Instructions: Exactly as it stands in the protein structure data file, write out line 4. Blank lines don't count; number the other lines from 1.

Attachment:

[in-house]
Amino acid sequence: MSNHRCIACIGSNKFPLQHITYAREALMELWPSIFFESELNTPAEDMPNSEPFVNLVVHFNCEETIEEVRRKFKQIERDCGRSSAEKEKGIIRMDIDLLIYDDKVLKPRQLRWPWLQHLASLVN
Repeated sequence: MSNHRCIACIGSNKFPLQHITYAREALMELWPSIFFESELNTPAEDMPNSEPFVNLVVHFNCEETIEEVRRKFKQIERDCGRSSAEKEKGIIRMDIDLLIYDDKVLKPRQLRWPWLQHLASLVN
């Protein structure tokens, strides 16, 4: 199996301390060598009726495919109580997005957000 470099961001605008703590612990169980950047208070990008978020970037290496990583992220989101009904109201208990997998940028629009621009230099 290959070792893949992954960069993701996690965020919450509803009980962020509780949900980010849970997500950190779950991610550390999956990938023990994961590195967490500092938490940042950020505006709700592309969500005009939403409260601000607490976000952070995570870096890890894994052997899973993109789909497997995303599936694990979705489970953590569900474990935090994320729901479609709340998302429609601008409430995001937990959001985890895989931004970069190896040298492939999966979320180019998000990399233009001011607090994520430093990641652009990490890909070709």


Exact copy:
């Protein structure tokens, strides 16, 4: 199996301390060598009726495919109580997005957000 470099961001605008703590612990169980950047208070990008978020970037290496990583992220989101009904109201208990997998940028629009621009230099 290959070792893949992954960069993701996690965020919450509803009980962020509780949900980010849970997500950190779950991610550390999956990938023990994961590195967490500092938490940042950020505006709700592309969500005009939403409260601000607490976000952070995570870096890890894994052997899973993109789909497997995303599936694990979705489970953590569900474990935090994320729901479609709340998302429609601008409430995001937990959001985890895989931004970069190896040298492939999966979320180019998000990399233009001011607090994520430093990641652009990490890909070709």